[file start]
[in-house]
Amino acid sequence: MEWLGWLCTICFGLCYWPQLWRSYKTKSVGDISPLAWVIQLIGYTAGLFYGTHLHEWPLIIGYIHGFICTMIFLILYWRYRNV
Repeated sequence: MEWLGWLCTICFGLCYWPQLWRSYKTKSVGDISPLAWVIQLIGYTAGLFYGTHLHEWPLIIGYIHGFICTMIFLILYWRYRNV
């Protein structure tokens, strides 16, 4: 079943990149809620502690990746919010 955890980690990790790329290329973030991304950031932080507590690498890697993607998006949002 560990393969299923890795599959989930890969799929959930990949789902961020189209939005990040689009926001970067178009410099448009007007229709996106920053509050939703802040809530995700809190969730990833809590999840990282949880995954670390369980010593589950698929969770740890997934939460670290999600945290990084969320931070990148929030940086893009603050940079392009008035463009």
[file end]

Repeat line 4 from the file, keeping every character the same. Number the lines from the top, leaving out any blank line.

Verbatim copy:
């Protein structure tokens, strides 16, 4: 079943990149809620502690990746919010 955890980690990790790329290329973030991304950031932080507590690498890697993607998006949002 560990393969299923890795599959989930890969799929959930990949789902961020189209939005990040689009926001970067178009410099448009007007229709996106920053509050939703802040809530995700809190969730990833809590999840990282949880995954670390369980010593589950698929969770740890997934939460670290999600945290990084969320931070990148929030940086893009603050940079392009008035463009």